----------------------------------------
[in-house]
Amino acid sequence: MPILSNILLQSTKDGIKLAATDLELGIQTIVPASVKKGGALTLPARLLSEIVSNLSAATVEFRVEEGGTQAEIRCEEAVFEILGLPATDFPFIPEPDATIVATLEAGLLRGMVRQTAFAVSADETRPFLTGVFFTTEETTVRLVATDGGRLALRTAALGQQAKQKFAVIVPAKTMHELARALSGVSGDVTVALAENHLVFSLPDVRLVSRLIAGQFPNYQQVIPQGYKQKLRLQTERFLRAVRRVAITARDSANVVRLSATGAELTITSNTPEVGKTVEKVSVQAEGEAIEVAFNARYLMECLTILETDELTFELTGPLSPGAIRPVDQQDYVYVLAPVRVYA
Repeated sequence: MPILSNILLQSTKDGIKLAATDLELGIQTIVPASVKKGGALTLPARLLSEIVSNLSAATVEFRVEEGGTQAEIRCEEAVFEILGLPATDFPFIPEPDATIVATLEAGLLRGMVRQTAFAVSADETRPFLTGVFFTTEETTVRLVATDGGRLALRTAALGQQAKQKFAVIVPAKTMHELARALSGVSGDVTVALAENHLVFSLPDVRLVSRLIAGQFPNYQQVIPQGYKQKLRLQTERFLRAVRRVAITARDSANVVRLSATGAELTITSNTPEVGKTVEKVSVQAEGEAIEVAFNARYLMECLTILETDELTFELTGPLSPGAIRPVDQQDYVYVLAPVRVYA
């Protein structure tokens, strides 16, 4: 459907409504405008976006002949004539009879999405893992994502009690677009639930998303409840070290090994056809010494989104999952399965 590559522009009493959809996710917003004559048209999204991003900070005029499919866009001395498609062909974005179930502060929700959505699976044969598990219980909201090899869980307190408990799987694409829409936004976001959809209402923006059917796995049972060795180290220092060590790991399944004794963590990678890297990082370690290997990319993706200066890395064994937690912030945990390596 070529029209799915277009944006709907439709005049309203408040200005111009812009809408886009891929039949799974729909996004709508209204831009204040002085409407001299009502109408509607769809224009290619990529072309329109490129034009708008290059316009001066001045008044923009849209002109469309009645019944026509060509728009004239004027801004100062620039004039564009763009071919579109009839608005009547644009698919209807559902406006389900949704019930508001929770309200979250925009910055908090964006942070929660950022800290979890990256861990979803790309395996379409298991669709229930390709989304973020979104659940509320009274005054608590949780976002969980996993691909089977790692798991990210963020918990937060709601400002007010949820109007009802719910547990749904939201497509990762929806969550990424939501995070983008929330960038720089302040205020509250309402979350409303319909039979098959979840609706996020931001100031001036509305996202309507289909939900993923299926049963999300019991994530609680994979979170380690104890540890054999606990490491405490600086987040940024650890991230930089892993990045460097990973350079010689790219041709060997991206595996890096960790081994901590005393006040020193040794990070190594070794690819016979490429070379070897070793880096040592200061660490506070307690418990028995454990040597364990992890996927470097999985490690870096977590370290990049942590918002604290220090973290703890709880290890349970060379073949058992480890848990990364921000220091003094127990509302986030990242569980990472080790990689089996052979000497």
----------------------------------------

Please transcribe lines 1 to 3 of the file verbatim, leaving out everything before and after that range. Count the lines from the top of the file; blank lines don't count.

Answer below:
[in-house]
Amino acid sequence: MPILSNILLQSTKDGIKLAATDLELGIQTIVPASVKKGGALTLPARLLSEIVSNLSAATVEFRVEEGGTQAEIRCEEAVFEILGLPATDFPFIPEPDATIVATLEAGLLRGMVRQTAFAVSADETRPFLTGVFFTTEETTVRLVATDGGRLALRTAALGQQAKQKFAVIVPAKTMHELARALSGVSGDVTVALAENHLVFSLPDVRLVSRLIAGQFPNYQQVIPQGYKQKLRLQTERFLRAVRRVAITARDSANVVRLSATGAELTITSNTPEVGKTVEKVSVQAEGEAIEVAFNARYLMECLTILETDELTFELTGPLSPGAIRPVDQQDYVYVLAPVRVYA
Repeated sequence: MPILSNILLQSTKDGIKLAATDLELGIQTIVPASVKKGGALTLPARLLSEIVSNLSAATVEFRVEEGGTQAEIRCEEAVFEILGLPATDFPFIPEPDATIVATLEAGLLRGMVRQTAFAVSADETRPFLTGVFFTTEETTVRLVATDGGRLALRTAALGQQAKQKFAVIVPAKTMHELARALSGVSGDVTVALAENHLVFSLPDVRLVSRLIAGQFPNYQQVIPQGYKQKLRLQTERFLRAVRRVAITARDSANVVRLSATGAELTITSNTPEVGKTVEKVSVQAEGEAIEVAFNARYLMECLTILETDELTFELTGPLSPGAIRPVDQQDYVYVLAPVRVYA